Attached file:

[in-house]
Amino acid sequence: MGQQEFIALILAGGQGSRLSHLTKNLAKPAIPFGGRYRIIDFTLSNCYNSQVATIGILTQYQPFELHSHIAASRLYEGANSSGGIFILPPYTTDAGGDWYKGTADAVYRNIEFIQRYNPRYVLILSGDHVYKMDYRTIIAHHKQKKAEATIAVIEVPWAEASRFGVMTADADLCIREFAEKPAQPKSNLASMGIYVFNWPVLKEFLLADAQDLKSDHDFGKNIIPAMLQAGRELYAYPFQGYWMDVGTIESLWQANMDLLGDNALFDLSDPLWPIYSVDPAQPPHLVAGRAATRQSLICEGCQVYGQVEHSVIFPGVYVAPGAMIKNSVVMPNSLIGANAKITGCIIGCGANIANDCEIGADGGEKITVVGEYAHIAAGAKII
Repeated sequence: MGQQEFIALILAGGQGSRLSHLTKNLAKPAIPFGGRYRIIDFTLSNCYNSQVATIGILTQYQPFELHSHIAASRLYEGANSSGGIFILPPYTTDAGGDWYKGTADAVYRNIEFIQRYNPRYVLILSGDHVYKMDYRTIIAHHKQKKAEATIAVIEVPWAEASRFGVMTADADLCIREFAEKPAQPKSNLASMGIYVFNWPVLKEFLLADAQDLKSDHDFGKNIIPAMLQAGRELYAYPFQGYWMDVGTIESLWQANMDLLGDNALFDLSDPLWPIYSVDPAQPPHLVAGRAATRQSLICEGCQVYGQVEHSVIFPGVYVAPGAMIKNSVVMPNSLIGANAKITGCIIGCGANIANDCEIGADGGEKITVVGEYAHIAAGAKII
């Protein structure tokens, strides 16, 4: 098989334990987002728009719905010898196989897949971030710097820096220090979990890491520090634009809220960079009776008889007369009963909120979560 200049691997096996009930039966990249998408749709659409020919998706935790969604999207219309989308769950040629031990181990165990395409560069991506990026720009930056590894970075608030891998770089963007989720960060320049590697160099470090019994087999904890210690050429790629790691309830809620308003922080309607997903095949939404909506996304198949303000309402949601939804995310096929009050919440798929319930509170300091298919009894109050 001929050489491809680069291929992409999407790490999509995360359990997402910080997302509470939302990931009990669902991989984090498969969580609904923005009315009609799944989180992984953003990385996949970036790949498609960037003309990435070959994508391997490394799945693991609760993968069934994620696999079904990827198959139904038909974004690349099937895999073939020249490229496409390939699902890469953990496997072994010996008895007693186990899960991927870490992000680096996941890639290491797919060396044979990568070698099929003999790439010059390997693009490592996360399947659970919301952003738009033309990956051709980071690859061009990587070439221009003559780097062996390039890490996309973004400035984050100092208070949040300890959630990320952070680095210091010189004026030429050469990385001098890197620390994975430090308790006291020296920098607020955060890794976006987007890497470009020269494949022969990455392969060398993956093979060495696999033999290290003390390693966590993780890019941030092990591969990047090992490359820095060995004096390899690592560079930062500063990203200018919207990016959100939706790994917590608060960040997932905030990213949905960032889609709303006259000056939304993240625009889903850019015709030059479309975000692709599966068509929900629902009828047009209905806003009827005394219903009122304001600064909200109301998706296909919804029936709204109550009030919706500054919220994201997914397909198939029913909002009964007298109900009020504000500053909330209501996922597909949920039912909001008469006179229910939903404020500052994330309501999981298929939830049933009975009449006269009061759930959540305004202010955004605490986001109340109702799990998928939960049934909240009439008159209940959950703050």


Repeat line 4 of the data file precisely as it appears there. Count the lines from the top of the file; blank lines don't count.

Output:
């Protein structure tokens, strides 16, 4: 098989334990987002728009719905010898196989897949971030710097820096220090979990890491520090634009809220960079009776008889007369009963909120979560 200049691997096996009930039966990249998408749709659409020919998706935790969604999207219309989308769950040629031990181990165990395409560069991506990026720009930056590894970075608030891998770089963007989720960060320049590697160099470090019994087999904890210690050429790629790691309830809620308003922080309607997903095949939404909506996304198949303000309402949601939804995310096929009050919440798929319930509170300091298919009894109050 001929050489491809680069291929992409999407790490999509995360359990997402910080997302509470939302990931009990669902991989984090498969969580609904923005009315009609799944989180992984953003990385996949970036790949498609960037003309990435070959994508391997490394799945693991609760993968069934994620696999079904990827198959139904038909974004690349099937895999073939020249490229496409390939699902890469953990496997072994010996008895007693186990899960991927870490992000680096996941890639290491797919060396044979990568070698099929003999790439010059390997693009490592996360399947659970919301952003738009033309990956051709980071690859061009990587070439221009003559780097062996390039890490996309973004400035984050100092208070949040300890959630990320952070680095210091010189004026030429050469990385001098890197620390994975430090308790006291020296920098607020955060890794976006987007890497470009020269494949022969990455392969060398993956093979060495696999033999290290003390390693966590993780890019941030092990591969990047090992490359820095060995004096390899690592560079930062500063990203200018919207990016959100939706790994917590608060960040997932905030990213949905960032889609709303006259000056939304993240625009889903850019015709030059479309975000692709599966068509929900629902009828047009209905806003009827005394219903009122304001600064909200109301998706296909919804029936709204109550009030919706500054919220994201997914397909198939029913909002009964007298109900009020504000500053909330209501996922597909949920039912909001008469006179229910939903404020500052994330309501999981298929939830049933009975009449006269009061759930959540305004202010955004605490986001109340109702799990998928939960049934909240009439008159209940959950703050």